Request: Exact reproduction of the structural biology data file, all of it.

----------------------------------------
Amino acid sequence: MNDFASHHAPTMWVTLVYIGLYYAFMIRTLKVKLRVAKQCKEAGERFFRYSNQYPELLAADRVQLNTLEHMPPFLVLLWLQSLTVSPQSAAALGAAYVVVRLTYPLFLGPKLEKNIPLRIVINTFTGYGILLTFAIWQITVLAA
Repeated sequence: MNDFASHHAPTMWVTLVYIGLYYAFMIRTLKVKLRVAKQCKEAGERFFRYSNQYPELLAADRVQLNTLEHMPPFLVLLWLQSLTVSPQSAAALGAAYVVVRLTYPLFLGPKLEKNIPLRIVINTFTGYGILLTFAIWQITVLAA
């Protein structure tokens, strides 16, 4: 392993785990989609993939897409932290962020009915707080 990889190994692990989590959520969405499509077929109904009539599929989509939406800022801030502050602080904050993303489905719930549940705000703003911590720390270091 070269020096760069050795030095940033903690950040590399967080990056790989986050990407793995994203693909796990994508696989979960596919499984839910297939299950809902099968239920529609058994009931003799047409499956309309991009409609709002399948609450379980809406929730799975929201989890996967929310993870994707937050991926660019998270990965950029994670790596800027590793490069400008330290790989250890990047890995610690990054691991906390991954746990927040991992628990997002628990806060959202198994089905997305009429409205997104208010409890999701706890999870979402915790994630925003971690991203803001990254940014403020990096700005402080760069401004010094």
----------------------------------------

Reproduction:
Amino acid sequence: MNDFASHHAPTMWVTLVYIGLYYAFMIRTLKVKLRVAKQCKEAGERFFRYSNQYPELLAADRVQLNTLEHMPPFLVLLWLQSLTVSPQSAAALGAAYVVVRLTYPLFLGPKLEKNIPLRIVINTFTGYGILLTFAIWQITVLAA
Repeated sequence: MNDFASHHAPTMWVTLVYIGLYYAFMIRTLKVKLRVAKQCKEAGERFFRYSNQYPELLAADRVQLNTLEHMPPFLVLLWLQSLTVSPQSAAALGAAYVVVRLTYPLFLGPKLEKNIPLRIVINTFTGYGILLTFAIWQITVLAA
């Protein structure tokens, strides 16, 4: 392993785990989609993939897409932290962020009915707080 990889190994692990989590959520969405499509077929109904009539599929989509939406800022801030502050602080904050993303489905719930549940705000703003911590720390270091 070269020096760069050795030095940033903690950040590399967080990056790989986050990407793995994203693909796990994508696989979960596919499984839910297939299950809902099968239920529609058994009931003799047409499956309309991009409609709002399948609450379980809406929730799975929201989890996967929310993870994707937050991926660019998270990965950029994670790596800027590793490069400008330290790989250890990047890995610690990054691991906390991954746990927040991992628990997002628990806060959202198994089905997305009429409205997104208010409890999701706890999870979402915790994630925003971690991203803001990254940014403020990096700005402080760069401004010094």